Frederick Booker Noe II was born in December 1929 and passed away in 2004. He introduced "Booker’s Bourbon" in 1987 and coined the phrase “small batch” to describe his uncut unfiltered bourbon. Noe worked at beam for almost a half a century and was the "Master Distiller" for over 40 years. Booker was the sixth generation of the Beam family to make bourbon and a larger than life character. At 6-foot-4, Mr. Noe was a commanding figure. He retired in 1992 and spent the rest of his life traveling around the world and acting as an ambassador for Jim Beam, playing host at bourbon tastings and entertaining audiences weaving stories and history of his family.
In 1987, with the creation of Booker's Bourbon, a "Super-Premium" bourbon, he helped revitalize the bourbon business, which had been battered by the rising popularity of ''white spirits,'' like gin and particularly vodka, in the 1960's and 1970's.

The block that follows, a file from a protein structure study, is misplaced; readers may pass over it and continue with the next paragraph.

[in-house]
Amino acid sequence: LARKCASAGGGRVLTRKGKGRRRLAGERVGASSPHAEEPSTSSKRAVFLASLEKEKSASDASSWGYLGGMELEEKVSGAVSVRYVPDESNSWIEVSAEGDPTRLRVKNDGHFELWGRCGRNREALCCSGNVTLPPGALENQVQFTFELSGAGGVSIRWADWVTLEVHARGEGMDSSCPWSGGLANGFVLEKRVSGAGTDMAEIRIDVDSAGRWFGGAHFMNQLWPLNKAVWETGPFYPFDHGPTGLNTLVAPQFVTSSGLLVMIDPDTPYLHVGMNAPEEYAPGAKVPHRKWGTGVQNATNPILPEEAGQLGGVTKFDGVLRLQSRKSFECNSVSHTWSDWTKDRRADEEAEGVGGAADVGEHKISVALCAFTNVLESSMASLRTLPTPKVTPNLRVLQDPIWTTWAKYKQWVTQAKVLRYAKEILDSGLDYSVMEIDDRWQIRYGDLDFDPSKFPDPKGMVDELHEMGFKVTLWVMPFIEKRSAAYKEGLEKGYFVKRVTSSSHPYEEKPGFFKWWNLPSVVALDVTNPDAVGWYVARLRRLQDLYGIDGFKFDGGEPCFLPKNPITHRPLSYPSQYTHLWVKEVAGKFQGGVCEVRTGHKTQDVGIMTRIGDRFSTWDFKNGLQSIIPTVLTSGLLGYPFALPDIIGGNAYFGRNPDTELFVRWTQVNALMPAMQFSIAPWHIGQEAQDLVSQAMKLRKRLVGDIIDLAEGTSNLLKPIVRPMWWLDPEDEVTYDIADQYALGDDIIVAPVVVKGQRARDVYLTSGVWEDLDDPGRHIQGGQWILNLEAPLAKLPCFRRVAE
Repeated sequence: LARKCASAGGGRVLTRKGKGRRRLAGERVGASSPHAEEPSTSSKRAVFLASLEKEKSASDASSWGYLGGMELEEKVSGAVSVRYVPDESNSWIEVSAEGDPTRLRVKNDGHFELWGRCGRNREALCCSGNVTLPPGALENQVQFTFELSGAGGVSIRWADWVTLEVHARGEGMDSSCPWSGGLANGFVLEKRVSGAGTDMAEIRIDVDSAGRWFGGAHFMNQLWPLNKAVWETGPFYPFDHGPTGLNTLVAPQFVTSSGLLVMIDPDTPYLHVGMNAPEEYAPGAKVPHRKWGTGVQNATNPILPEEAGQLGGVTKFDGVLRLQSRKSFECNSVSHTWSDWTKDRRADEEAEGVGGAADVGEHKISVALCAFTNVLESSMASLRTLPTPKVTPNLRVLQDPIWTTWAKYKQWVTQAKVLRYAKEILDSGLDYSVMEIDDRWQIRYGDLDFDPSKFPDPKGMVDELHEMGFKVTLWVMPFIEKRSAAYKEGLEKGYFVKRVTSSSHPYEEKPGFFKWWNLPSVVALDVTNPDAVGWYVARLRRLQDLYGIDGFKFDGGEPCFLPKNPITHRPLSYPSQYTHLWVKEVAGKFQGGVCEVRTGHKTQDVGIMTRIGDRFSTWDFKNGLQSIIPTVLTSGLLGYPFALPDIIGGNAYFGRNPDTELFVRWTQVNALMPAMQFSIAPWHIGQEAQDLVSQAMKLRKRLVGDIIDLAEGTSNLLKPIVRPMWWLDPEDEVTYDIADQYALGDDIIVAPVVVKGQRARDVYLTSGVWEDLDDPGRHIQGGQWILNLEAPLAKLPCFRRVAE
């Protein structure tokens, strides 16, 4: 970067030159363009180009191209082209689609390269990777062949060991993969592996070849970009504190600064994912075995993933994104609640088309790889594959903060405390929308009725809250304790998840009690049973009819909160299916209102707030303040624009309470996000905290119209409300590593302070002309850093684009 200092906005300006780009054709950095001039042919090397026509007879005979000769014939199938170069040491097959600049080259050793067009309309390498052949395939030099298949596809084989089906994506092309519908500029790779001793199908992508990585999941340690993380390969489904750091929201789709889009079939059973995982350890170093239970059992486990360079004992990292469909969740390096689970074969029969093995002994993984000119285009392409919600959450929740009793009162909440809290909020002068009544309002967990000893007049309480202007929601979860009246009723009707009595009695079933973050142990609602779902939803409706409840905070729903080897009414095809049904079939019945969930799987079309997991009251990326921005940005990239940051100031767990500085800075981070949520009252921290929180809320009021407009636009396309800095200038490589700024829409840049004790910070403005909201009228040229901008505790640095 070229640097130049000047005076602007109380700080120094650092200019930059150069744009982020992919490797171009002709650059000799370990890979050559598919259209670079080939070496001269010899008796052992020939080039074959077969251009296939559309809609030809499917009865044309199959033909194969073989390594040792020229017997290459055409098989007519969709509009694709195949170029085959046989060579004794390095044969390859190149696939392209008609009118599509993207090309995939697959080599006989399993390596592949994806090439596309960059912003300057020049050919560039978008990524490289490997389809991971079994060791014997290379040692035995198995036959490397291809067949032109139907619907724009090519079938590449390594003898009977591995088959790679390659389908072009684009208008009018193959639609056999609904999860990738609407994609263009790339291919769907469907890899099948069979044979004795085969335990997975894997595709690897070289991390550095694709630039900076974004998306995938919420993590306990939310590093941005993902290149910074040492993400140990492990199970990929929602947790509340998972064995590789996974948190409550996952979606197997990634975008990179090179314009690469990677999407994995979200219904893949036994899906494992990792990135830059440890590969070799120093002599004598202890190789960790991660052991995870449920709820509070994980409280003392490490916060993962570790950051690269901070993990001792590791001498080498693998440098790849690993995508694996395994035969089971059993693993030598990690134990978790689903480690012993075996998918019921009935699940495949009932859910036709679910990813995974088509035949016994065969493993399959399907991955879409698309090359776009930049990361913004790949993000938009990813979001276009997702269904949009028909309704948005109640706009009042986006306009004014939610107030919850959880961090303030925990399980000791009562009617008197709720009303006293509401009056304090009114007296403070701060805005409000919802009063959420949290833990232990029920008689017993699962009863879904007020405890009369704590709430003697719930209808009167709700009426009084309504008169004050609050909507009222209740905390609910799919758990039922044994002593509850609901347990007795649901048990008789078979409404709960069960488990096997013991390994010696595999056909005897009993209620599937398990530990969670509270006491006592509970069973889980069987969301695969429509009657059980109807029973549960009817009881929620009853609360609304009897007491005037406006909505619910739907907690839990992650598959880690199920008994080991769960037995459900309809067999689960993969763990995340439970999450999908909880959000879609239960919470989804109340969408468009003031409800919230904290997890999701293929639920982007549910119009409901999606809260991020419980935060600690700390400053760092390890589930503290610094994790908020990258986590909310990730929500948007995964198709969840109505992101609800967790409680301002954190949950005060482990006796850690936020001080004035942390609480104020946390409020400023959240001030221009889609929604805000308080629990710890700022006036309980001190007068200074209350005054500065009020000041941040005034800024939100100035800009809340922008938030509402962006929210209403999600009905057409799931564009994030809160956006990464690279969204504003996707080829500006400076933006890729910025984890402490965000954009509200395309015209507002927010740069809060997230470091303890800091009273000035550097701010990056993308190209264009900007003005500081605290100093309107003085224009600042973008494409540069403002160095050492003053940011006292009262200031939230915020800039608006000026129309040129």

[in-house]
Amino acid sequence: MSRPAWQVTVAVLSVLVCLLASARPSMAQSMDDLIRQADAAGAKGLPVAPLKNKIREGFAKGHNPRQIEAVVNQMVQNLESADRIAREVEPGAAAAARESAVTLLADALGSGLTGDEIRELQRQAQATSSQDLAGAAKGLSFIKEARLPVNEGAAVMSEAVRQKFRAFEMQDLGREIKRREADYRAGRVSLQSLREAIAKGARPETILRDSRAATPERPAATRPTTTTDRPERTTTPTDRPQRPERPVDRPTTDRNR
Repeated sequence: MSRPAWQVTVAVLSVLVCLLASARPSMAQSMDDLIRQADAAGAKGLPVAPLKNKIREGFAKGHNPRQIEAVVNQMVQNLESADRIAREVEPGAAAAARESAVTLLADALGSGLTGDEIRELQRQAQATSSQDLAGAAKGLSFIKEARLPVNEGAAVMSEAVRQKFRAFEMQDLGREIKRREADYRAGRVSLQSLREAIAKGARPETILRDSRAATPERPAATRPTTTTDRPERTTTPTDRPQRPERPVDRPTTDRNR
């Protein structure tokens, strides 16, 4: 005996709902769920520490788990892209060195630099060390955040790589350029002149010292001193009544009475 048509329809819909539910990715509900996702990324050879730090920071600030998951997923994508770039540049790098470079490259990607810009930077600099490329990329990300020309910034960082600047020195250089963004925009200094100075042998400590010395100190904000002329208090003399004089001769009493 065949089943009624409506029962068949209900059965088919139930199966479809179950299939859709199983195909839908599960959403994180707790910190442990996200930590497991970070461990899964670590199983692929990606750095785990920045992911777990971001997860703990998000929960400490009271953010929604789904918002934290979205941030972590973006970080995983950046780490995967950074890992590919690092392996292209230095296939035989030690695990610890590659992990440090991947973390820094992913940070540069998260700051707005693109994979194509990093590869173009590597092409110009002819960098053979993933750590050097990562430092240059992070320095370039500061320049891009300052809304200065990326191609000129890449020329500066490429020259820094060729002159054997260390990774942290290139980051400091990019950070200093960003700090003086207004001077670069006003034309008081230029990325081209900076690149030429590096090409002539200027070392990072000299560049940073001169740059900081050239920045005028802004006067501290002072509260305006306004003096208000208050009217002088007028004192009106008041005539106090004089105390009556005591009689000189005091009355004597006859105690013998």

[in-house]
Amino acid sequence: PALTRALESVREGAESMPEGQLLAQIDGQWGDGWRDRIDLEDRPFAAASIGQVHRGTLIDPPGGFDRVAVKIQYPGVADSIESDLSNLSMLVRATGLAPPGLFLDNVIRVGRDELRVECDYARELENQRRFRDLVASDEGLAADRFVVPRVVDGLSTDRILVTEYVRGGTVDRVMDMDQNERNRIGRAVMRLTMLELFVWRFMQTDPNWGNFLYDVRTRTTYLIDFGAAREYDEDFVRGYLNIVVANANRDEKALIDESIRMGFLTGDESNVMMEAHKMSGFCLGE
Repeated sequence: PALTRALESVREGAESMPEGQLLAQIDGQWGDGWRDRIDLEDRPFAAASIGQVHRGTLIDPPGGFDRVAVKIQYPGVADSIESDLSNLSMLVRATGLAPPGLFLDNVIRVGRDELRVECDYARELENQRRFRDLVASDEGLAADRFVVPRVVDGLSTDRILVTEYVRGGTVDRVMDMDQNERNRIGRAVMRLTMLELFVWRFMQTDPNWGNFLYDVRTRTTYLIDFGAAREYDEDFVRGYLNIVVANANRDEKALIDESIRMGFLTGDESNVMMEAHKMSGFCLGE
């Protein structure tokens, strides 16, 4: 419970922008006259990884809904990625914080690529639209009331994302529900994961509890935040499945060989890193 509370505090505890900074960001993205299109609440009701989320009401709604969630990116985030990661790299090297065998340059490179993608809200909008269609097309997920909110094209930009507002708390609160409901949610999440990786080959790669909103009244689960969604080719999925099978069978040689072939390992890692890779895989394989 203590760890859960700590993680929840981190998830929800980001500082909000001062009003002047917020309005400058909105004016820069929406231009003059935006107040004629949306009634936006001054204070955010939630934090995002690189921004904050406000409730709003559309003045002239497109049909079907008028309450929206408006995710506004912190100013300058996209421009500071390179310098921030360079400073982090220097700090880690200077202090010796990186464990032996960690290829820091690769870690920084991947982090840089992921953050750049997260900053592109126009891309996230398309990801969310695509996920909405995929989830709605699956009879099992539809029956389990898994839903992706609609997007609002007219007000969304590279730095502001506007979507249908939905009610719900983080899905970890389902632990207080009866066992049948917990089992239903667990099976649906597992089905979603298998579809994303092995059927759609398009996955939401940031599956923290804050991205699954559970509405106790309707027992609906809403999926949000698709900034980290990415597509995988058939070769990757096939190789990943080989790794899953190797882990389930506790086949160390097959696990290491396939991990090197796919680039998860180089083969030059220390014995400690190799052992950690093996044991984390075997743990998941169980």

Small-batch bourbons like Booker's did for bourbon what single malts did for Scotch, creating a new market. Booker's bourbon was undiluted at over 120 proof, unfiltered and, in Mr. Noe's terms, ''straight from the barrel, the way bourbon used to be."
Not that Jim Beam itself had suffered much in the postwar rush to vodka. When Mr. Noe was named master distiller in 1965, Jim Beam was the world's top-selling bourbon, and under his direction, production increased 1200%.
Mr. Noe, who attended the University of Kentucky, joined the company in 1950 as an assistant distiller, though he had helped out around the distillery since he was a teenager. Mr. Noe was the son of Jim Beam's daughter, Margaret Noe. More importantly, he was Jim Beam's grandson, keeping the family line intact. In 1995, the company added his picture to the Jim Beam bottle, along with those of Jacob, David, David M., Jim and T. Jeremiah, the five Beam distillers who, from father to son, had preceded him.